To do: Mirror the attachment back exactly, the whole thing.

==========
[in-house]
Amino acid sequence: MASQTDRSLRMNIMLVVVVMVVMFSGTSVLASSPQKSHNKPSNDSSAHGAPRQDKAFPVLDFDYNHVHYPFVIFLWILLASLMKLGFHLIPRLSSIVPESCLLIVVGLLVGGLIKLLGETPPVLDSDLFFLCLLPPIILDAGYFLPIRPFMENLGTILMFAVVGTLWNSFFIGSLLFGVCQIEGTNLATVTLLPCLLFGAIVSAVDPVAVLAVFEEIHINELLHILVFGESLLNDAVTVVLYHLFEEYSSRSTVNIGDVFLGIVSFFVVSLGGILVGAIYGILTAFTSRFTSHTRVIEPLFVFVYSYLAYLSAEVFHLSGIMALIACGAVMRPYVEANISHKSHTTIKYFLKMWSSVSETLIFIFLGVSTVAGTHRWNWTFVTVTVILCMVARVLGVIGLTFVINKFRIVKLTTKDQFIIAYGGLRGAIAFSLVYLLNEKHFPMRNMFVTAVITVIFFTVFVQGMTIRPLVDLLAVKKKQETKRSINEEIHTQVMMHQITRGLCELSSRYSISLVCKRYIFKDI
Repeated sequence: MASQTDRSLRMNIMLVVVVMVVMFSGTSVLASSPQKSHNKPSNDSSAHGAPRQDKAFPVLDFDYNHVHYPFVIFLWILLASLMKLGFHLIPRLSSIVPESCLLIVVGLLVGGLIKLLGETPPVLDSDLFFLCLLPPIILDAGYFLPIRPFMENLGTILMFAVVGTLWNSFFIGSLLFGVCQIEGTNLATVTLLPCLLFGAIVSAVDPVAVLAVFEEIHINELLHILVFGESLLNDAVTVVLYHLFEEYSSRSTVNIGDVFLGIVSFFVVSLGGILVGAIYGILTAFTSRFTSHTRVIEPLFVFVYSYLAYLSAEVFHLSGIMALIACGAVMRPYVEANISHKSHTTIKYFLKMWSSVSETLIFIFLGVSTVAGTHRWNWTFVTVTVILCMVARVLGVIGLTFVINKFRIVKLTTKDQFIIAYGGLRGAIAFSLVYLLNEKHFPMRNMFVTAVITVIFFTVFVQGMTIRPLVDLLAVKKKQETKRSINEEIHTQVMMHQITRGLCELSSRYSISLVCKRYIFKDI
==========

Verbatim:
[in-house]
Amino acid sequence: MASQTDRSLRMNIMLVVVVMVVMFSGTSVLASSPQKSHNKPSNDSSAHGAPRQDKAFPVLDFDYNHVHYPFVIFLWILLASLMKLGFHLIPRLSSIVPESCLLIVVGLLVGGLIKLLGETPPVLDSDLFFLCLLPPIILDAGYFLPIRPFMENLGTILMFAVVGTLWNSFFIGSLLFGVCQIEGTNLATVTLLPCLLFGAIVSAVDPVAVLAVFEEIHINELLHILVFGESLLNDAVTVVLYHLFEEYSSRSTVNIGDVFLGIVSFFVVSLGGILVGAIYGILTAFTSRFTSHTRVIEPLFVFVYSYLAYLSAEVFHLSGIMALIACGAVMRPYVEANISHKSHTTIKYFLKMWSSVSETLIFIFLGVSTVAGTHRWNWTFVTVTVILCMVARVLGVIGLTFVINKFRIVKLTTKDQFIIAYGGLRGAIAFSLVYLLNEKHFPMRNMFVTAVITVIFFTVFVQGMTIRPLVDLLAVKKKQETKRSINEEIHTQVMMHQITRGLCELSSRYSISLVCKRYIFKDI
Repeated sequence: MASQTDRSLRMNIMLVVVVMVVMFSGTSVLASSPQKSHNKPSNDSSAHGAPRQDKAFPVLDFDYNHVHYPFVIFLWILLASLMKLGFHLIPRLSSIVPESCLLIVVGLLVGGLIKLLGETPPVLDSDLFFLCLLPPIILDAGYFLPIRPFMENLGTILMFAVVGTLWNSFFIGSLLFGVCQIEGTNLATVTLLPCLLFGAIVSAVDPVAVLAVFEEIHINELLHILVFGESLLNDAVTVVLYHLFEEYSSRSTVNIGDVFLGIVSFFVVSLGGILVGAIYGILTAFTSRFTSHTRVIEPLFVFVYSYLAYLSAEVFHLSGIMALIACGAVMRPYVEANISHKSHTTIKYFLKMWSSVSETLIFIFLGVSTVAGTHRWNWTFVTVTVILCMVARVLGVIGLTFVINKFRIVKLTTKDQFIIAYGGLRGAIAFSLVYLLNEKHFPMRNMFVTAVITVIFFTVFVQGMTIRPLVDLLAVKKKQETKRSINEEIHTQVMMHQITRGLCELSSRYSISLVCKRYIFKDI